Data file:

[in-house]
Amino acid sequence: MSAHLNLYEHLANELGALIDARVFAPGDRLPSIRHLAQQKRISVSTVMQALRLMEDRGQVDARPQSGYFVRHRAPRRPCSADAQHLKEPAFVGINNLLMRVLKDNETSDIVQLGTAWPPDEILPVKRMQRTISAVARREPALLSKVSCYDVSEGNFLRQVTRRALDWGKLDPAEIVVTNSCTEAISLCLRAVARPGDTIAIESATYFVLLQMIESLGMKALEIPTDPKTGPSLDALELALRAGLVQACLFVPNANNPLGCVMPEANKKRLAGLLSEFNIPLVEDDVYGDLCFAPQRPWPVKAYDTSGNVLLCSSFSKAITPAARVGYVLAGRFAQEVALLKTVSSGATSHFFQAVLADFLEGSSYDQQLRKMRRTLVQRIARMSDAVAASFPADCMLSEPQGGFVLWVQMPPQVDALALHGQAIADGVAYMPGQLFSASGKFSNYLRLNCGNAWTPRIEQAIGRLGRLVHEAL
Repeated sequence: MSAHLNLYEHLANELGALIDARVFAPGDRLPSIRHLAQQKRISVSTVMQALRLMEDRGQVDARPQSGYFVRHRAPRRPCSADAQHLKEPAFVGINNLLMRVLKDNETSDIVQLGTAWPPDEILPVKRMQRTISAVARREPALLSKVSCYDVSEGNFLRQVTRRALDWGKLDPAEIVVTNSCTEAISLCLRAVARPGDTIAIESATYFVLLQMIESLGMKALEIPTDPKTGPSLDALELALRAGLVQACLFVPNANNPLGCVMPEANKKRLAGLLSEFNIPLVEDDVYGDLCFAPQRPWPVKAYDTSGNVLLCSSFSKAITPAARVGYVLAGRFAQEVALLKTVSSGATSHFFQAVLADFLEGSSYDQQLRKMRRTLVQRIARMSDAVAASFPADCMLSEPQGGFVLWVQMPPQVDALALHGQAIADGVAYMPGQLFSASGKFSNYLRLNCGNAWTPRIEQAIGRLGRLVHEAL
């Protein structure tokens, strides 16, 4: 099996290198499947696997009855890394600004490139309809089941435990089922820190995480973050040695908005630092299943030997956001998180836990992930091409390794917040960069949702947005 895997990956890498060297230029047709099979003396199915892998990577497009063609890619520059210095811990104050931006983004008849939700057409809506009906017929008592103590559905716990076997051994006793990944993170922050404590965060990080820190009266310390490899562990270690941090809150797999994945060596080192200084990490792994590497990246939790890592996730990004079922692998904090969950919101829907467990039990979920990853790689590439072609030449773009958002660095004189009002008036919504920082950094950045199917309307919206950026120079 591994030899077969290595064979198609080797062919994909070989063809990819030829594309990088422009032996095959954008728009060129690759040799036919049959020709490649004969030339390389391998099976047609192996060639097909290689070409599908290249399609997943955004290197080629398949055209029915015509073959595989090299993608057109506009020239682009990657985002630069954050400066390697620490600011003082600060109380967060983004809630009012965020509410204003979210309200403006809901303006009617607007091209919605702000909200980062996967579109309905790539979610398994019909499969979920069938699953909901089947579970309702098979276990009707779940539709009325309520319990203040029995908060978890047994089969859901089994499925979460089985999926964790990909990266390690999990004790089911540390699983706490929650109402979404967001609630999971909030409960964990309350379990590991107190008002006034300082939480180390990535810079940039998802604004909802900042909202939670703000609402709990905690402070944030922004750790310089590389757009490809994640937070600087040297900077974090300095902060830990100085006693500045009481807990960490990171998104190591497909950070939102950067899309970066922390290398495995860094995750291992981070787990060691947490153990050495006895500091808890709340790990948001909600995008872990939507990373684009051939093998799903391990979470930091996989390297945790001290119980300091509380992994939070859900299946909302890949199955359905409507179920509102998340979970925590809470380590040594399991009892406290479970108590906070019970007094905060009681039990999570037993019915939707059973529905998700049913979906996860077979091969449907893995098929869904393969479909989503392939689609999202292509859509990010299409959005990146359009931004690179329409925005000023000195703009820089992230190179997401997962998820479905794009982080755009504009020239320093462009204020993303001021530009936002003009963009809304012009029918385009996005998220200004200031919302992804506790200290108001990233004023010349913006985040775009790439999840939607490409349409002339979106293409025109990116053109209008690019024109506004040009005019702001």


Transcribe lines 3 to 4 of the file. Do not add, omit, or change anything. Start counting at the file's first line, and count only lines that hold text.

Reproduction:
Repeated sequence: MSAHLNLYEHLANELGALIDARVFAPGDRLPSIRHLAQQKRISVSTVMQALRLMEDRGQVDARPQSGYFVRHRAPRRPCSADAQHLKEPAFVGINNLLMRVLKDNETSDIVQLGTAWPPDEILPVKRMQRTISAVARREPALLSKVSCYDVSEGNFLRQVTRRALDWGKLDPAEIVVTNSCTEAISLCLRAVARPGDTIAIESATYFVLLQMIESLGMKALEIPTDPKTGPSLDALELALRAGLVQACLFVPNANNPLGCVMPEANKKRLAGLLSEFNIPLVEDDVYGDLCFAPQRPWPVKAYDTSGNVLLCSSFSKAITPAARVGYVLAGRFAQEVALLKTVSSGATSHFFQAVLADFLEGSSYDQQLRKMRRTLVQRIARMSDAVAASFPADCMLSEPQGGFVLWVQMPPQVDALALHGQAIADGVAYMPGQLFSASGKFSNYLRLNCGNAWTPRIEQAIGRLGRLVHEAL
């Protein structure tokens, strides 16, 4: 099996290198499947696997009855890394600004490139309809089941435990089922820190995480973050040695908005630092299943030997956001998180836990992930091409390794917040960069949702947005 895997990956890498060297230029047709099979003396199915892998990577497009063609890619520059210095811990104050931006983004008849939700057409809506009906017929008592103590559905716990076997051994006793990944993170922050404590965060990080820190009266310390490899562990270690941090809150797999994945060596080192200084990490792994590497990246939790890592996730990004079922692998904090969950919101829907467990039990979920990853790689590439072609030449773009958002660095004189009002008036919504920082950094950045199917309307919206950026120079 591994030899077969290595064979198609080797062919994909070989063809990819030829594309990088422009032996095959954008728009060129690759040799036919049959020709490649004969030339390389391998099976047609192996060639097909290689070409599908290249399609997943955004290197080629398949055209029915015509073959595989090299993608057109506009020239682009990657985002630069954050400066390697620490600011003082600060109380967060983004809630009012965020509410204003979210309200403006809901303006009617607007091209919605702000909200980062996967579109309905790539979610398994019909499969979920069938699953909901089947579970309702098979276990009707779940539709009325309520319990203040029995908060978890047994089969859901089994499925979460089985999926964790990909990266390690999990004790089911540390699983706490929650109402979404967001609630999971909030409960964990309350379990590991107190008002006034300082939480180390990535810079940039998802604004909802900042909202939670703000609402709990905690402070944030922004750790310089590389757009490809994640937070600087040297900077974090300095902060830990100085006693500045009481807990960490990171998104190591497909950070939102950067899309970066922390290398495995860094995750291992981070787990060691947490153990050495006895500091808890709340790990948001909600995008872990939507990373684009051939093998799903391990979470930091996989390297945790001290119980300091509380992994939070859900299946909302890949199955359905409507179920509102998340979970925590809470380590040594399991009892406290479970108590906070019970007094905060009681039990999570037993019915939707059973529905998700049913979906996860077979091969449907893995098929869904393969479909989503392939689609999202292509859509990010299409959005990146359009931004690179329409925005000023000195703009820089992230190179997401997962998820479905794009982080755009504009020239320093462009204020993303001021530009936002003009963009809304012009029918385009996005998220200004200031919302992804506790200290108001990233004023010349913006985040775009790439999840939607490409349409002339979106293409025109990116053109209008690019024109506004040009005019702001």